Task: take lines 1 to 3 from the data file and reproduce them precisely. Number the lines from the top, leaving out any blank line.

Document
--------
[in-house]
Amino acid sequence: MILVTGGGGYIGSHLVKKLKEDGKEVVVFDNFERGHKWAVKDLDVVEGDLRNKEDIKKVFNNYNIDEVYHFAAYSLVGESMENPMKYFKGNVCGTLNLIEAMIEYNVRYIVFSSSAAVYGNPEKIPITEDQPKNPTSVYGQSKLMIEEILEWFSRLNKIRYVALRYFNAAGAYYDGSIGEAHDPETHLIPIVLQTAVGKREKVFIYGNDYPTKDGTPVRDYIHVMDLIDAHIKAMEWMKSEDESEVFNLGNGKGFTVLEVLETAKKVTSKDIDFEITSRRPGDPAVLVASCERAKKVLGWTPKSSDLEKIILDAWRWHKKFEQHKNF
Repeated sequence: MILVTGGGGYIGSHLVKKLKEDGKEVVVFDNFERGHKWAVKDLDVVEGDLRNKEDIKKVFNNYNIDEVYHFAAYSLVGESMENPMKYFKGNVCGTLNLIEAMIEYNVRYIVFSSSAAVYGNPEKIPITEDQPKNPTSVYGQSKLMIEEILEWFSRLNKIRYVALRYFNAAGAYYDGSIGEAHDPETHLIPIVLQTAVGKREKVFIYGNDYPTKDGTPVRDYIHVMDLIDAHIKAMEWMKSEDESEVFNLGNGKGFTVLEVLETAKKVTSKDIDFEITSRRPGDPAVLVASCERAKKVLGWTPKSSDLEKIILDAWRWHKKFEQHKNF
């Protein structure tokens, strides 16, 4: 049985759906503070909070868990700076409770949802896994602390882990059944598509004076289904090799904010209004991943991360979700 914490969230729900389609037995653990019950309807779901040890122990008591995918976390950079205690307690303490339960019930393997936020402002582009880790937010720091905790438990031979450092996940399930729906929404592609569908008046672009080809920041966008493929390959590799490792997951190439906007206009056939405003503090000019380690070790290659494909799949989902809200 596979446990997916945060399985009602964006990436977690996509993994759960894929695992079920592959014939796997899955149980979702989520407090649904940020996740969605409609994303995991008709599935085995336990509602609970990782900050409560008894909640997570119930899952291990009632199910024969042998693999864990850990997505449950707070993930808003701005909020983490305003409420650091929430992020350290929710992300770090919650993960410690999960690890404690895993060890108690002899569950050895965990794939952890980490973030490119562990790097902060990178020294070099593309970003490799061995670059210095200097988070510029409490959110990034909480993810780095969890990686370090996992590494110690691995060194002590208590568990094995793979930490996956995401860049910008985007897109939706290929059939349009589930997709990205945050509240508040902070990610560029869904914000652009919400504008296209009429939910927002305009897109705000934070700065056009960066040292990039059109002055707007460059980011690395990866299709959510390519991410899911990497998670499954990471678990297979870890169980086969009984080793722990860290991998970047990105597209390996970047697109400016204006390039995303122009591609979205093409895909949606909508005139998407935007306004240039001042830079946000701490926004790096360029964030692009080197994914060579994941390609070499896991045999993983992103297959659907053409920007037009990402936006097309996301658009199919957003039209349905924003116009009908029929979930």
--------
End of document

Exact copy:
[in-house]
Amino acid sequence: MILVTGGGGYIGSHLVKKLKEDGKEVVVFDNFERGHKWAVKDLDVVEGDLRNKEDIKKVFNNYNIDEVYHFAAYSLVGESMENPMKYFKGNVCGTLNLIEAMIEYNVRYIVFSSSAAVYGNPEKIPITEDQPKNPTSVYGQSKLMIEEILEWFSRLNKIRYVALRYFNAAGAYYDGSIGEAHDPETHLIPIVLQTAVGKREKVFIYGNDYPTKDGTPVRDYIHVMDLIDAHIKAMEWMKSEDESEVFNLGNGKGFTVLEVLETAKKVTSKDIDFEITSRRPGDPAVLVASCERAKKVLGWTPKSSDLEKIILDAWRWHKKFEQHKNF
Repeated sequence: MILVTGGGGYIGSHLVKKLKEDGKEVVVFDNFERGHKWAVKDLDVVEGDLRNKEDIKKVFNNYNIDEVYHFAAYSLVGESMENPMKYFKGNVCGTLNLIEAMIEYNVRYIVFSSSAAVYGNPEKIPITEDQPKNPTSVYGQSKLMIEEILEWFSRLNKIRYVALRYFNAAGAYYDGSIGEAHDPETHLIPIVLQTAVGKREKVFIYGNDYPTKDGTPVRDYIHVMDLIDAHIKAMEWMKSEDESEVFNLGNGKGFTVLEVLETAKKVTSKDIDFEITSRRPGDPAVLVASCERAKKVLGWTPKSSDLEKIILDAWRWHKKFEQHKNF